Powered By Blogger

Monday, July 9, 2012

Jean Zimmerman Brings a Slide Show

I've been to many book talks and signings, but a recent one by Jean Zimmerman for her debut novel, The Orphanmaster, added a unique dimension that enhanced the evening- she had a slide show featuring some of the things that inspired her historical novel.
Jean Zimmerman at Barnes & Noble on Broadway and 82nd St.

Zimmerman has written non-fiction books, including Love Fiercely: A Gilded Age Romance and The Women of the House: How a Colonial She-Merchant Build a Mansion, A Fortune and a Dynasty, so research has been a big part of writing life. It was fascinating to see some of her own research up on the screen and her enthusiasm was contagious to those of us in the audience.

She describes her novel as a "thriller horror romance, a love story wrapped around a mystery set in a small town of New Amsterdam in Lower Manhattan in 1663." The Orphanmaster follows Blandine van Couverling, a young female trying to make it as a trader and Edward Drummond, a British spy who fall in love while trying to discover who is killing young orphans in New Amsterdam.

Zimmerman showed us some maps from 1660 of Lower Manhattan that look eerily familiar to today's maps.

We could even pick out Broadway and Wall Street!

We also saw slides of some of the paintings of people who inspired Blandine's look, and objects that she may have traded, and it was utterly fascinating. Margaret Hardenbrook was the richest woman in New York, and she was one of the real women on whom Zimmeman based Blandine.

Zimmerman though that this photo of a female and male trader bartering was a good representation of how Blandine and Edward may have dressed.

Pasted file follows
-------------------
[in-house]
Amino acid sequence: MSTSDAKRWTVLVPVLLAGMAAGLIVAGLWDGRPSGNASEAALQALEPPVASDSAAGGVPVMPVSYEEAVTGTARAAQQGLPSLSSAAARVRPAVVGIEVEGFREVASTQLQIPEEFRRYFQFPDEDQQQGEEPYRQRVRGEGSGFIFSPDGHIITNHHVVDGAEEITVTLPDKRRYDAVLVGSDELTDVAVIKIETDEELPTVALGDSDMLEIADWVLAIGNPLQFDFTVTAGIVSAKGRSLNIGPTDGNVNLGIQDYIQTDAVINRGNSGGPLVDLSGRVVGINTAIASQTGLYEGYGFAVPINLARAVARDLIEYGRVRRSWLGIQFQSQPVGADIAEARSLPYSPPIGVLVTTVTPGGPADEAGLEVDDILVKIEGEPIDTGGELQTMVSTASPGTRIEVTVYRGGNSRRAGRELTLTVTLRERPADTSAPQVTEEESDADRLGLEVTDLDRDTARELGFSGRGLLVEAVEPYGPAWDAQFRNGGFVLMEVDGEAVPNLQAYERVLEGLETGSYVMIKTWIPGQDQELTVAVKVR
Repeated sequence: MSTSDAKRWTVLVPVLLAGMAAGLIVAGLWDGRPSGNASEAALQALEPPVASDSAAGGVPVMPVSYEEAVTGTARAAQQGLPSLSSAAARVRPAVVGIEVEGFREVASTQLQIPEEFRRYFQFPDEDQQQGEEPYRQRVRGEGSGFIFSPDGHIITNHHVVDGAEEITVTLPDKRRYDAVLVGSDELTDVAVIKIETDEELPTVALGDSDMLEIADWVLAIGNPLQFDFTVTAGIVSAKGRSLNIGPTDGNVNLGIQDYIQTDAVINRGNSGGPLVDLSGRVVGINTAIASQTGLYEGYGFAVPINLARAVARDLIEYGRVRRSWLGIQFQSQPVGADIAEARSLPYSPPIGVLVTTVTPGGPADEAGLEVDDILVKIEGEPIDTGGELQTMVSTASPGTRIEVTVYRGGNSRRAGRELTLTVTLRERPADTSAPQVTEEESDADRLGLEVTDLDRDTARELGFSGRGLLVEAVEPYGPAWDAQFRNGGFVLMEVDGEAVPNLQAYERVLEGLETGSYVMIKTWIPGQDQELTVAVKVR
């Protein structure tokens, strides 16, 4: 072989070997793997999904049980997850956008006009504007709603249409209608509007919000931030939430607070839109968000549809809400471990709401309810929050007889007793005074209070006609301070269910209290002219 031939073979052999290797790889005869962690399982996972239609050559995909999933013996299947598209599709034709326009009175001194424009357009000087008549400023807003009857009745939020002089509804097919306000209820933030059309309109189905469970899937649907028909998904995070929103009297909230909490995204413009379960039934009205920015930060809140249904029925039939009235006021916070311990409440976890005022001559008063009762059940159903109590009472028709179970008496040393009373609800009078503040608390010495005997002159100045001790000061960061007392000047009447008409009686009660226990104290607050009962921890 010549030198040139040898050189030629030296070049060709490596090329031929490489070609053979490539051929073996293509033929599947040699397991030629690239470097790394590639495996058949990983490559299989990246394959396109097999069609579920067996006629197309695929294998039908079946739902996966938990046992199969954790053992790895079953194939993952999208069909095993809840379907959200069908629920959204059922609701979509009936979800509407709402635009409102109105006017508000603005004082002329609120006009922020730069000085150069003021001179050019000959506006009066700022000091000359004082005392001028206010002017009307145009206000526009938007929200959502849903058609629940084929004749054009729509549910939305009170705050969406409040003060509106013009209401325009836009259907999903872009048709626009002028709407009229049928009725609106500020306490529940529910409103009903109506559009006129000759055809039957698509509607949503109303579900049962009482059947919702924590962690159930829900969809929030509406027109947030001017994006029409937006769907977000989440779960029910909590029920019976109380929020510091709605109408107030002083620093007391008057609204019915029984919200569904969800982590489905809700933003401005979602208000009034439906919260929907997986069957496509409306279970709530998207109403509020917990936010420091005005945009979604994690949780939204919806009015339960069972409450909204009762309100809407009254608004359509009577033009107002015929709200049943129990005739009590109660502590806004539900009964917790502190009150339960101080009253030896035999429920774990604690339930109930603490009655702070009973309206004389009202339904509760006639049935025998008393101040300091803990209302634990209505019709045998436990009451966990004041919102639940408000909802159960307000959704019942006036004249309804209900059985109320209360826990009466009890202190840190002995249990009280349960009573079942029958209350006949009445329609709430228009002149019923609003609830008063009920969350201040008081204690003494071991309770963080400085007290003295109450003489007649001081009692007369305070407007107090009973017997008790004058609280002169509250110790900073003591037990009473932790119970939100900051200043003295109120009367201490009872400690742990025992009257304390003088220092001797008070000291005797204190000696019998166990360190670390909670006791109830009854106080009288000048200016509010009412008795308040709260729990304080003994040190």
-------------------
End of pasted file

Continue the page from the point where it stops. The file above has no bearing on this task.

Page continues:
I always enjoyed history class and Zimmerman gave us a quick lesson in her short talk about the Dutch who settled the colony. Women were educated in Holland and allowed to be merchants, so it was not unusual to see that the women who moved to New Amsterdam were intelligent and able to support themselves and their families as merchants and traders.

She also told us that eighteen languages were spoken in New Amsterdam,  about which I had no idea; I guess it's not to different from the Manhattan of today in that respect.  We saw lots of representations of beavers, the main source of fur and a huge basis of the economy.  (Beaver hats were the hot trend then.) The fur trade was centered in Albany, which was a more dangerous place than New Amsterdam.

Zimmerman liked writing this novel, "creating a real world grounded in details" that are historically accurate. I'm looking forward to reading The Orphanmaster, a historical novel written by someone who loves history and the role of women in society at this time. I'll post a review soon.

Zimmerman is also participating in Bryant Park's Word for Word Author Series on August 1st at 12:30pm in their Reading Room along with other debut novelists including Cristina Alger (The Darlings) Karen Walker Thompson (The Age of Miracles) and Karl Taro Greenfield (Triburbia), and I can't wait to hear more about this intriguing novel.

You can read more about Jean Zimmerman and The Orphanmaster on her blog.

No comments:

Post a Comment